Plug-and-Play Extra Axis Gets Robots Moving

Jan. 20, 2009
Robotic production lines are becoming extremely common. And although various robots can be easy to program and use, one facet can still be a sticking point

Creative Automatic Inc., (734) 879-2210,

IPR Automation, (734) 222/4847,

Robotic production lines are becoming extremely common. And although various robots can be easy to program and use, one facet can still be a sticking point: How do you move the entire robot, including its base?

Most robots can mount in virtually any position or from any location, including overhead, in-line/platform, or side mount. For many of the larger six-axis robots, platform mounting is the most convenient and cost effective. However, the question then becomes, “How can these robots be moved for even better efficiency?”

Machine manufacturer Creative Automation Co., Ypsilanti, Mich., builds customized robots for machine-tool loading, often for the automotive industry. This means combining hard-tooled automation, robots, gantries, conveyors, controls, and specialized components into automated work cells.

Older systems used overhead robots, but Creative Automation identified a growing need for floor-mounted robots in custom automation projects. Floor robots need the flexibility to move beyond their normal area of motion, such as away from or along assembly lines.

In one case, the company designed a pallet unloader for an automotive assembly line. It used two six-axis robots with customized end-effector tooling and an embedded cell controller for accuracy. The first robot loads parts in one machine while the second robot moves parts between machines.

Creative Automation needed a way to easily and quickly move the robots away from the line for maintenance or troubleshooting.

Creative Automation engineers had visited an IPR Automation, Ann Arbor, Mich., plant in Germany where a seventh-axis motion subsystem specifically moves robots in relation to assembly lines. IPR developed the first 7th Axis Robot Transporter in 2002 in response to a void in the rapidly developing robot market. At the time, robots moved using welded steel structures. These structures were heavy, the rails or tracks had no safety covers, they were not adjustable, and IPR felt they did not meet all the technical requirements of the manufacturing market.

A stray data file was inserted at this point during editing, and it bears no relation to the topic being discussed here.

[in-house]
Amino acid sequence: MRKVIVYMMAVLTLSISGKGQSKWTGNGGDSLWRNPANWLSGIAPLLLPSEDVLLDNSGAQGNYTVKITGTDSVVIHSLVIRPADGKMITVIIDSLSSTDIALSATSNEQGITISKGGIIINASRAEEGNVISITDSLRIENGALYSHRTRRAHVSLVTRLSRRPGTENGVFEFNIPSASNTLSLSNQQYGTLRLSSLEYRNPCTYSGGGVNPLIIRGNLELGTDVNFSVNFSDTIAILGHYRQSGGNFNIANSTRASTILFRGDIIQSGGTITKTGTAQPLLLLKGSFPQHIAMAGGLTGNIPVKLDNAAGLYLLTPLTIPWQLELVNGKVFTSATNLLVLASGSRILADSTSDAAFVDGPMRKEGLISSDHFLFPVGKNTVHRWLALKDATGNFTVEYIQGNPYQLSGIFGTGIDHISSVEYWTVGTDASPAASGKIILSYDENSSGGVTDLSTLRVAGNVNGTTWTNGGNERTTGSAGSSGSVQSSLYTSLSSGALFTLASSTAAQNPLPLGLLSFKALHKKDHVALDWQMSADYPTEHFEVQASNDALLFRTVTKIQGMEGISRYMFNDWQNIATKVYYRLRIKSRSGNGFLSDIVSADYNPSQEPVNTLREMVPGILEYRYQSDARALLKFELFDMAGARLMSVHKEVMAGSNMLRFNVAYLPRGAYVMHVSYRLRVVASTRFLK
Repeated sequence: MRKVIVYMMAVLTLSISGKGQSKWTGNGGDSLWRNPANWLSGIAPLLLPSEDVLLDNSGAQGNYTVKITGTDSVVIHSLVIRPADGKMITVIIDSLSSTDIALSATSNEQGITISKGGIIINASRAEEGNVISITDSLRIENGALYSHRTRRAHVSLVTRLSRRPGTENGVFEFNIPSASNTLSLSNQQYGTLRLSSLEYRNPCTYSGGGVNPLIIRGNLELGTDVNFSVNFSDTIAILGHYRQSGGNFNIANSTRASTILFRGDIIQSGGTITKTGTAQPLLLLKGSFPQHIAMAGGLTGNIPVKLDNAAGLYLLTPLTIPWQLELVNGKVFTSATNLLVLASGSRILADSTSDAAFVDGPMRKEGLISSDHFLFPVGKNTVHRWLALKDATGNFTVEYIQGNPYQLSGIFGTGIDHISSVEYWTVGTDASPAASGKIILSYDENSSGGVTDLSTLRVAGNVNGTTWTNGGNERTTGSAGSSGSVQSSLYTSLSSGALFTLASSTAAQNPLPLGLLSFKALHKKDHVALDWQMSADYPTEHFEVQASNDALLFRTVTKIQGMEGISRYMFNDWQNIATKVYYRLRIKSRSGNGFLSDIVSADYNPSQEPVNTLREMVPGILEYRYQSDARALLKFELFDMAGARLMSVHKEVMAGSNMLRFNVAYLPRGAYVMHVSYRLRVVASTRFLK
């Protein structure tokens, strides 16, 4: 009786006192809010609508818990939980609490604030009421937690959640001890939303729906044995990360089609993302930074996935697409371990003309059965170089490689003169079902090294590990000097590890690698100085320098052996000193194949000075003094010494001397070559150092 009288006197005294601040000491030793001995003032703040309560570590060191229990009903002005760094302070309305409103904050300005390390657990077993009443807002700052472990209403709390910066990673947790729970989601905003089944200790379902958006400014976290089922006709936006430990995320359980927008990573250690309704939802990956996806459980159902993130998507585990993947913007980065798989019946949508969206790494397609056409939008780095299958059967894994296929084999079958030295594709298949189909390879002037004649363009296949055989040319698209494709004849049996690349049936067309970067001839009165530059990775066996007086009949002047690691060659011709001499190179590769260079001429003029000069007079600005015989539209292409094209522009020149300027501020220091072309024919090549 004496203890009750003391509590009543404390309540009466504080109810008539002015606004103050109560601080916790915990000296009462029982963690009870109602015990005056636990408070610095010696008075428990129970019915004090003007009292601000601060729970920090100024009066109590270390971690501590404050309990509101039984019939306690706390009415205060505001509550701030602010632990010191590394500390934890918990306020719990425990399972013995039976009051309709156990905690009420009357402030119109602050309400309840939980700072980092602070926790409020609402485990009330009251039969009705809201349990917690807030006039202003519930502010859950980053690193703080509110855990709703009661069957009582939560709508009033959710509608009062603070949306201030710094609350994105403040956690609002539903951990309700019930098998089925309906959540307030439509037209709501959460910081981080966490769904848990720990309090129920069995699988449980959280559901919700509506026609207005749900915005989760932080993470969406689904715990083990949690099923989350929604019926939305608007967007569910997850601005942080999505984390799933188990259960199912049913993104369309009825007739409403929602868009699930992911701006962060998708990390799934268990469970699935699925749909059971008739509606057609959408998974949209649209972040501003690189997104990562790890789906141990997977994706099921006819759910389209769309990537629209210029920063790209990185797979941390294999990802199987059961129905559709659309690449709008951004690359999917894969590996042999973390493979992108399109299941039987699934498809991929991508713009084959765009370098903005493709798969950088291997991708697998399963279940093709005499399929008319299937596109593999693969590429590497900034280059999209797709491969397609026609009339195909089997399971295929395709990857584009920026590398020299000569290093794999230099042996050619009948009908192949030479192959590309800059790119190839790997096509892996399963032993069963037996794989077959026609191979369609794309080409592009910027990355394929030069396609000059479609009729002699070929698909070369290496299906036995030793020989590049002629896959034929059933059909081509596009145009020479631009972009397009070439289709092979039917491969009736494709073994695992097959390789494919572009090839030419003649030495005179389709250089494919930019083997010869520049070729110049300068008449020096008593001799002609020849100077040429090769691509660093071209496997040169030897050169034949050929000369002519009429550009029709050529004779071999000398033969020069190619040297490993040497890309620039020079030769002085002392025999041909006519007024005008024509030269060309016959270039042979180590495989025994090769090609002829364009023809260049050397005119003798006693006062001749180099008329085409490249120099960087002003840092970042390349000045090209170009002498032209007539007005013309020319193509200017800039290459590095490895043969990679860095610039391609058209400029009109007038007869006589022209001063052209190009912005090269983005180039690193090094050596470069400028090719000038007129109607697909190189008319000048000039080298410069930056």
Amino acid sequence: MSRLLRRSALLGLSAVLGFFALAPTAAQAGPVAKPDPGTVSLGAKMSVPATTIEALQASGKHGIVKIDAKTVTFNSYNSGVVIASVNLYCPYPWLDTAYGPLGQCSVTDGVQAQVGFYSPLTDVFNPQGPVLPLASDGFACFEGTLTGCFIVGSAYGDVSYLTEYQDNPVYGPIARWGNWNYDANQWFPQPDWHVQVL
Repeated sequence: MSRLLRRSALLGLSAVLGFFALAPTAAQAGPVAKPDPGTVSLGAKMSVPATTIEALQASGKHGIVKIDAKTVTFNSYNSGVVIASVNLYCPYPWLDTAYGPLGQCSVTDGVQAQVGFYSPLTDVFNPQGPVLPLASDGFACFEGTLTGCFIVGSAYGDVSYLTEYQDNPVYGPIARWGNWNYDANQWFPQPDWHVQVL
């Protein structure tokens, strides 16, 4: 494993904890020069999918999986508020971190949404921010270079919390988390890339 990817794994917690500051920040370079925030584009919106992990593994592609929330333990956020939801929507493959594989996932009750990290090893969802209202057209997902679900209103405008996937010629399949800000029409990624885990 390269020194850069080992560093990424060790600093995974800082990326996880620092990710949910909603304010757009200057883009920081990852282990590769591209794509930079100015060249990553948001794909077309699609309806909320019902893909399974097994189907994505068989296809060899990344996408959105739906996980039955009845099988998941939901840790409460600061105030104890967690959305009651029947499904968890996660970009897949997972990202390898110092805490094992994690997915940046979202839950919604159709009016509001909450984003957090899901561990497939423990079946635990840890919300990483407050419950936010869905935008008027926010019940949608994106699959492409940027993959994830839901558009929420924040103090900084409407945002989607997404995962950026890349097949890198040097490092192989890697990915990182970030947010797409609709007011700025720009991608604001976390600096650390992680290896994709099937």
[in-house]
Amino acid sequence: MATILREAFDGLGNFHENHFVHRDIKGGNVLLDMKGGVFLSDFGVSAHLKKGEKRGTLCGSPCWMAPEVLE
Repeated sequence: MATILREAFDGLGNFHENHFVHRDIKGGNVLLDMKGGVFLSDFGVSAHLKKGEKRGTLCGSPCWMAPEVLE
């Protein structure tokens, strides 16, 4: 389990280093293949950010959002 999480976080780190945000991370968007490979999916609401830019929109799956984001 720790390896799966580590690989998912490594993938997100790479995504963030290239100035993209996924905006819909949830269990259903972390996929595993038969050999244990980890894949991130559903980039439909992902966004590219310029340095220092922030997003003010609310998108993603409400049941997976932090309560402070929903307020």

In contrast, the main beams of IPR’s 7th Axis are lightweight, custom aluminum extrusions. Each beam’s crosssection provides high rigidity in all directions. Adjustable-height legs support the beams. The legs fit in T-grooves on a beam’s underside and can be moved anywhere along the beam’s length. This means the legs compensate for uneven ground and common plant obstacles such as wiring and tubing fixtures. Operators bolt the axis to the ground using adjustable floor-mounting elements.

The robot mounts to a plate which rides on hardened, grounded guide rails with the help of high payload bearings. Operators adjust the bearings to an application’s accuracy and payload requirements.

Hardened and ground helical gear racks drive the assembly. A cable track transmits power and control signals while a Perma central-lubricator keeps the gear rack moving smoothly.

A “walk on” cover protects the drivetrain, rack and pinion, and supports from contaminants. The removable cover also gives maintenance personnel easier access to equipment around the robot.

According to Creative Automation engineers, adding IPR’s 7th Axis to the pallet unloader’s conveyor was both cost effective and convenient. Its transport railing extended the range of a robot up to 80 m in 6-m increments. Its plug-and-play design adapts easily to custom configurations. The 7th Axis supports the controls of any robot in use today, so it needs no specialized control software.

The first work cell where Creative Automation used IPR’s 7th Axis has been operating trouble-free for two years.

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